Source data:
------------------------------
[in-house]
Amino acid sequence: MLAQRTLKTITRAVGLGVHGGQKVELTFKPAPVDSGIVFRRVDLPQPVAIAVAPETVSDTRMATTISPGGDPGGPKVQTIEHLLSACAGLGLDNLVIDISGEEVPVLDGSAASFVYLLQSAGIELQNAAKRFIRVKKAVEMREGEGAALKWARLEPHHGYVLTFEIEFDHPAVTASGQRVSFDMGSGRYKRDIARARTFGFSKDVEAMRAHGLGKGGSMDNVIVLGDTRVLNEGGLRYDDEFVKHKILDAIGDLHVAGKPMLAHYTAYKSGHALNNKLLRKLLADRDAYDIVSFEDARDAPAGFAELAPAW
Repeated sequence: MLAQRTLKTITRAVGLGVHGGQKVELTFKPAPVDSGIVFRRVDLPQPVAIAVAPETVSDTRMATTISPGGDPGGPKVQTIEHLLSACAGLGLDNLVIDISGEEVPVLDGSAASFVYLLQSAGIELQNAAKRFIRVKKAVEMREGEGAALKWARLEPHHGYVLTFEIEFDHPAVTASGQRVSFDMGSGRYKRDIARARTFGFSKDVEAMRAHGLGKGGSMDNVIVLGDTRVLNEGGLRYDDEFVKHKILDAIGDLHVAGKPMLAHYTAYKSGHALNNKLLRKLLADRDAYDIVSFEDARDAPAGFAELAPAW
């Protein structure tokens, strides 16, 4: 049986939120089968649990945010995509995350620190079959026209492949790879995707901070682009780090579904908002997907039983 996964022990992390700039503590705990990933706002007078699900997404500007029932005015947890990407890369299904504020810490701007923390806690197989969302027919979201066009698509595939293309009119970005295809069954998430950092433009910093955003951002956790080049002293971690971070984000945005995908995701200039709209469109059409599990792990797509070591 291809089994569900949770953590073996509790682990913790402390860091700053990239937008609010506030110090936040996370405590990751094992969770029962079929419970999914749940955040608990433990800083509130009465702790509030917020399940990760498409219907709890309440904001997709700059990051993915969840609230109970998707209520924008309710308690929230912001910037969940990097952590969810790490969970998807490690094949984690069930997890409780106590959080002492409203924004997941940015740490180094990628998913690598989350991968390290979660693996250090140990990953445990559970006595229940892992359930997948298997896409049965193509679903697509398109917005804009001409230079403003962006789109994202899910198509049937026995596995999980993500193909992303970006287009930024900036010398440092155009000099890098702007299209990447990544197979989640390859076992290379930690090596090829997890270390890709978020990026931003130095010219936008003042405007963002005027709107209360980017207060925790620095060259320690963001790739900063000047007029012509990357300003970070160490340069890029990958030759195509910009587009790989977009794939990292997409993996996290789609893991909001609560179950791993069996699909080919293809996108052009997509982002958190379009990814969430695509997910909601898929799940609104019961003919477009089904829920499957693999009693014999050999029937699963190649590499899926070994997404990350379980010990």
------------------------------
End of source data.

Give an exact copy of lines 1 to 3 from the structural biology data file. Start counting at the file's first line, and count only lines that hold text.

[in-house]
Amino acid sequence: MLAQRTLKTITRAVGLGVHGGQKVELTFKPAPVDSGIVFRRVDLPQPVAIAVAPETVSDTRMATTISPGGDPGGPKVQTIEHLLSACAGLGLDNLVIDISGEEVPVLDGSAASFVYLLQSAGIELQNAAKRFIRVKKAVEMREGEGAALKWARLEPHHGYVLTFEIEFDHPAVTASGQRVSFDMGSGRYKRDIARARTFGFSKDVEAMRAHGLGKGGSMDNVIVLGDTRVLNEGGLRYDDEFVKHKILDAIGDLHVAGKPMLAHYTAYKSGHALNNKLLRKLLADRDAYDIVSFEDARDAPAGFAELAPAW
Repeated sequence: MLAQRTLKTITRAVGLGVHGGQKVELTFKPAPVDSGIVFRRVDLPQPVAIAVAPETVSDTRMATTISPGGDPGGPKVQTIEHLLSACAGLGLDNLVIDISGEEVPVLDGSAASFVYLLQSAGIELQNAAKRFIRVKKAVEMREGEGAALKWARLEPHHGYVLTFEIEFDHPAVTASGQRVSFDMGSGRYKRDIARARTFGFSKDVEAMRAHGLGKGGSMDNVIVLGDTRVLNEGGLRYDDEFVKHKILDAIGDLHVAGKPMLAHYTAYKSGHALNNKLLRKLLADRDAYDIVSFEDARDAPAGFAELAPAW